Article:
37 


8 




45 


5 




142 


'' 






5 


1 


2 


11 

1 




60 




Tunnel 





















20 


60 


15 


43 


70 


46 


2,338 


Totals 


2,425 


43 


7 


13 


290 



Public Works Department, 



MAINTENANCE APPROPRIATIONS AND 
EXPENDITURES. 



Division or Service. 


Total Appropriations, 
Including Transfers. 


Expenditures. 


Unexpended 
Balance. 


Central Office . 
Bridge Service . 
Ferry Service . 
Tunnel Service . 
Lighting Service 
Paving Service . 
Sanitarj' Division 
Sewer Division . 
Water Division 








$38,886 78 

489,867 18 

249,058 41 

363,378 19 

977,895 11 

1,054,147 56 

3,674,015 07 

525,129 86 

1,590,623 32 


$36,945 91 
472,078 43 
240,137 12 
342,309 05 
975,012 23 
* 1,013,933 24 

3,589,748 10 
515,283 24 

1,413,166 95 


$1,940 87 
17,788 75 

8,921 29 
21,069 14 

2,882 88 
40,214 32 
84,266 97 

9,846 62 
177,456 37 


Totals 


$8,963,001 48 


$8,598,614 27 


$364,387 21 



Expenditures from Special Appropriations, Etc. 



Bridges, Construction of (revenue) 
Bridges, Construction of (non-revenue) 
Bridges, Repairs, etc. (revenue) 
Ferry Improvements (revenue) 
Reconstruction of Streets (revenue) 
Sidewalks, Construction and Reconstruction of 
Sewerage Works (revenue) .... 
Sewerage Works (non-revenue) 
Public Ways, Con.struction of (revenue) 
Public Ways, Construction of (non-revenue) 
Snow Removal (revenue) .... 



revenue) 



$67,687 72 

55,114 83 

227,409 75 

10,997 25 

211,805 80 

55,536 00 

-119,519 70 

304,365 44 

158,351 46 

1,403,297 01 

280,302 72 

$2,894,387 68 



10 



City Document No. 24. 



REVENUE. 

On Account of Public Works Department. 

Central Office: 
Sale of plans, etc $1,062 00 



Bridge Service: 

Charlestown Bridge 

Dorchester Avenue Bridge 

Northern Avenue Bridge 

Chelsea South Bridge . 

Summer Street Bridge 

Clerical Service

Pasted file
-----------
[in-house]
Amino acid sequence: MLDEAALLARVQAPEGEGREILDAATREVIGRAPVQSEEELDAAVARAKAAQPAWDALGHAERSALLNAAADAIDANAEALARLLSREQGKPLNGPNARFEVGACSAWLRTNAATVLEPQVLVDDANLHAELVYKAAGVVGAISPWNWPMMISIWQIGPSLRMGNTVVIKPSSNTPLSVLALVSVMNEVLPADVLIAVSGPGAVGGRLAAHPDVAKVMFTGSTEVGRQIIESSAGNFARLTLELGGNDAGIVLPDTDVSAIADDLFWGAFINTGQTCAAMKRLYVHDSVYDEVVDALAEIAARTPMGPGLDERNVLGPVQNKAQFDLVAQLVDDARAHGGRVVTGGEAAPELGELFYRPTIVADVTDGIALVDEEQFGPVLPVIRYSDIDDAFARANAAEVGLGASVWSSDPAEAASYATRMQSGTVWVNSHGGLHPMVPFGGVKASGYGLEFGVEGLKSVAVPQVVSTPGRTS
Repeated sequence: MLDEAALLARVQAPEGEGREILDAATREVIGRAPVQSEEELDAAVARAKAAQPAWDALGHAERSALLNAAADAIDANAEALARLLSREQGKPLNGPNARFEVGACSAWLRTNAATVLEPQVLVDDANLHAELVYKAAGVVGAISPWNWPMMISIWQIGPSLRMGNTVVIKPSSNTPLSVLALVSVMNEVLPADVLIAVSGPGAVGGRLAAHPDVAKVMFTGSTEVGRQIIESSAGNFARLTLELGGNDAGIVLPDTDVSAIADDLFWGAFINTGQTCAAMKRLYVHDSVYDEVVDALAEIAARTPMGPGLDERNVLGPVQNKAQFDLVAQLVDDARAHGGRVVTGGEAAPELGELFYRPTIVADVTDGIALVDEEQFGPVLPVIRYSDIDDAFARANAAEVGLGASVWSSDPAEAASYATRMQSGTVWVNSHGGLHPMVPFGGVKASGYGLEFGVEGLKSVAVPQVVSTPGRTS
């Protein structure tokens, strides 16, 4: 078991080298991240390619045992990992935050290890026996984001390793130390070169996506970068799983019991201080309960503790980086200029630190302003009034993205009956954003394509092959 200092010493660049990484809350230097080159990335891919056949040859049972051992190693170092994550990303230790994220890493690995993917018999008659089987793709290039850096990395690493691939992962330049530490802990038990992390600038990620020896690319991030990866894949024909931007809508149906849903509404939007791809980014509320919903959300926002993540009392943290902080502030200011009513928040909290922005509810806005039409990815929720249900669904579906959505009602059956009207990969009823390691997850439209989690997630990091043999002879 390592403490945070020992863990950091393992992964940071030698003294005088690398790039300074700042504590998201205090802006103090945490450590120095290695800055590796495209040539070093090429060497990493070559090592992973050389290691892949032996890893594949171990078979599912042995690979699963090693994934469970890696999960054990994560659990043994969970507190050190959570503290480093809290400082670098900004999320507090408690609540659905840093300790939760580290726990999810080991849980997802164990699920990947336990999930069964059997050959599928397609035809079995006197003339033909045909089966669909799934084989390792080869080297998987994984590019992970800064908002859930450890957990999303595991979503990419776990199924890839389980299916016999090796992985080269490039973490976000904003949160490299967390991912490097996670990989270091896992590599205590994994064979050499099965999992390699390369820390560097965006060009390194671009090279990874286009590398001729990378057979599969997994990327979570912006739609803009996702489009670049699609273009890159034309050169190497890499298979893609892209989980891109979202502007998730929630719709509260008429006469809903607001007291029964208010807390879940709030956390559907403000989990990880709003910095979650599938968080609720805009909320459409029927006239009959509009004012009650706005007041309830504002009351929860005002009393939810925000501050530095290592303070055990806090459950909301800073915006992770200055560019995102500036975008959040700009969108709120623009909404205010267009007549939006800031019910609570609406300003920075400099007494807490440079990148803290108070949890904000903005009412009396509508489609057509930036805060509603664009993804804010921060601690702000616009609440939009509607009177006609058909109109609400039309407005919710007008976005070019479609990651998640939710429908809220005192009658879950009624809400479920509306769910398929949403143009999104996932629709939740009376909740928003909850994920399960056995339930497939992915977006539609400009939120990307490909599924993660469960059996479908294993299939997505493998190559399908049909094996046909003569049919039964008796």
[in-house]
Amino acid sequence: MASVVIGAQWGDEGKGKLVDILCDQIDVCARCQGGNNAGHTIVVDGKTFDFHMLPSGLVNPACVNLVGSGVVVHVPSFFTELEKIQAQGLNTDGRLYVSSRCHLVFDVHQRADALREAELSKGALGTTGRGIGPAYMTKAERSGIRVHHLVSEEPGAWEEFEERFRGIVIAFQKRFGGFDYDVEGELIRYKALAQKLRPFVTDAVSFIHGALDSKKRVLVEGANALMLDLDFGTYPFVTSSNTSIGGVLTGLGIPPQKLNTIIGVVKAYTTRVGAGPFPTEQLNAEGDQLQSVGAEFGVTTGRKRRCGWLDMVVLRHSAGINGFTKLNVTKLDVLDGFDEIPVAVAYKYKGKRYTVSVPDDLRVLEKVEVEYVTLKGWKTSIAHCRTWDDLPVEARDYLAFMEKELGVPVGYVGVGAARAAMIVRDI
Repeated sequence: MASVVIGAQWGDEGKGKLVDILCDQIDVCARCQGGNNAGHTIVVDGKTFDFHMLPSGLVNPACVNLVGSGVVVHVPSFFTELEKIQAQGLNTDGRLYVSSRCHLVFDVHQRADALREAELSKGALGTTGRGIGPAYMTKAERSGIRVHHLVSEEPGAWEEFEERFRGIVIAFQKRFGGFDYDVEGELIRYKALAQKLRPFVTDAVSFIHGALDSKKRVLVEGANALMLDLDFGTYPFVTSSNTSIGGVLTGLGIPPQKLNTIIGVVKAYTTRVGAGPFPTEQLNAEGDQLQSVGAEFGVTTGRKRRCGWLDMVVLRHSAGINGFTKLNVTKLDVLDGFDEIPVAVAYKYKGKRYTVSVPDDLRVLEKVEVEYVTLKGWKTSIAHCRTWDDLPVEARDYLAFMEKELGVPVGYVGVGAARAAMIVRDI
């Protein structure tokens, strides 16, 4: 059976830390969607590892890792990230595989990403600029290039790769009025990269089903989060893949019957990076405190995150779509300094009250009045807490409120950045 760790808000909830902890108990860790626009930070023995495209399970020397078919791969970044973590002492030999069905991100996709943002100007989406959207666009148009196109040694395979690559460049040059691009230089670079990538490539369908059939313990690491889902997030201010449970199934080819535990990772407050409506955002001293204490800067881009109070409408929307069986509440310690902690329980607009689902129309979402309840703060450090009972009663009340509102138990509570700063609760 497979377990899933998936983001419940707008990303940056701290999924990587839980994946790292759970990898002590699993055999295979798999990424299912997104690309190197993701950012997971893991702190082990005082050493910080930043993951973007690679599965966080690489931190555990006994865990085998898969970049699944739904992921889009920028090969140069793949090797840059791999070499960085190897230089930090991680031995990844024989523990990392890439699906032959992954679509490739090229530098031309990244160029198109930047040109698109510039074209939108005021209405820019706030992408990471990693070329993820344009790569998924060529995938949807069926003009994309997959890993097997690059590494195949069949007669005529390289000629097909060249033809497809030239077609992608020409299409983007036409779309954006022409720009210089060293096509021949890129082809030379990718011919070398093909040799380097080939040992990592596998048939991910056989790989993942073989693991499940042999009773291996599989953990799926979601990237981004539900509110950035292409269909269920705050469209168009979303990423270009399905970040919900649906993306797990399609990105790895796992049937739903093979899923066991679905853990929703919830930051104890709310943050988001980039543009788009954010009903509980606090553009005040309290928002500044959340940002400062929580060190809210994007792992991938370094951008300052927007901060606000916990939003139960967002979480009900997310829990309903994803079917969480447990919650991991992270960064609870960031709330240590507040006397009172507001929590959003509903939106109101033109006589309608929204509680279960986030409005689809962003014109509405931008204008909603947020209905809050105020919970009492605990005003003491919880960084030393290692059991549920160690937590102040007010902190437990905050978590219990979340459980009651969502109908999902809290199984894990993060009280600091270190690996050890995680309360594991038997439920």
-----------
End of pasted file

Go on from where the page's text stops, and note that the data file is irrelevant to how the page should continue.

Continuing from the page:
Rents .... 

Caretaker 

Junk .... 



«32 90 
23 92 
42 19 

709 11 
49 91 
14 15 
2.600 00 
46 46 
37 50 



Ferry Service: 

Tolls .... 
Rents .... 
Cleaning telephone booths 
Commission on telephones 
Weighing machine 
Junk .... 



$12,599 27 


125 00 


22 00 


18 49 


25 00 


8 88 



3,556 14 



Sumner Tunnel: 
Tolls 



Lighting Service: 
Damage to posts 



12,798 64 
1,709,491 00 

397 18 



Paving Service: 

From assessments on abutters for 
cost of laying sidewalks in front of 
their premises, including material 
for same^: 



Assessments added to taxes 


$3,771 19 




Assessments paid in advance 


112 83 




Unapportioned 


1,647 43 




Permits 


34,449 06 




Sale of materials, etc 


238 06 




Labor and materials furnished . 


131 65 




Junk 


357 61 




Rent 


454 50 




Damage 


42 69 


41,205 02 






Sewer Service: 






Disposal of sewage .... 


$19,450 00 




Labor and materials furnished . 


130 00 




Entrance fees 


3,727 04 




Junk 


143 92 




Rent 


50 00 




Refunds 


40 00 


23,540 96 






Sanitary Service: 






Collection of commercial waste . 


$13,268 21 




Sale of junk 


110 81 




L^se of trucks 


35 00 


13,414 02 






Carried forward 


. 


$1,805,464 96 



Public Works Department. 



11 



Brought forward 




$1,805,464 96 


Water Service': 






Water rates .... 


$5,353,875 90 




Water added to taxes . 


225,904 77 




Service pipes for new takers, 


extend- 




ing, repairing, etc. . 


4,609 03 




Fees on overdue rates . 


223 15 




Sale of junk, etc. . 


1,711 61 




Damage to property 


1,845 95 




Relocating hydrants 


53 19 




Labor and materials 


2,853 49 




Deposit account . 


47,249 55 




Installing gates, etc. 


170 14 




Refunds 


56 00 


5,638,552 78 






Grand Total . 




$7,444,017 74 



PART II. 

APPENDICES. 



(13) 



14 City Document No. 24. 



APPENDIX A. 



REPORT OF THE DIVISION ENGINEER OF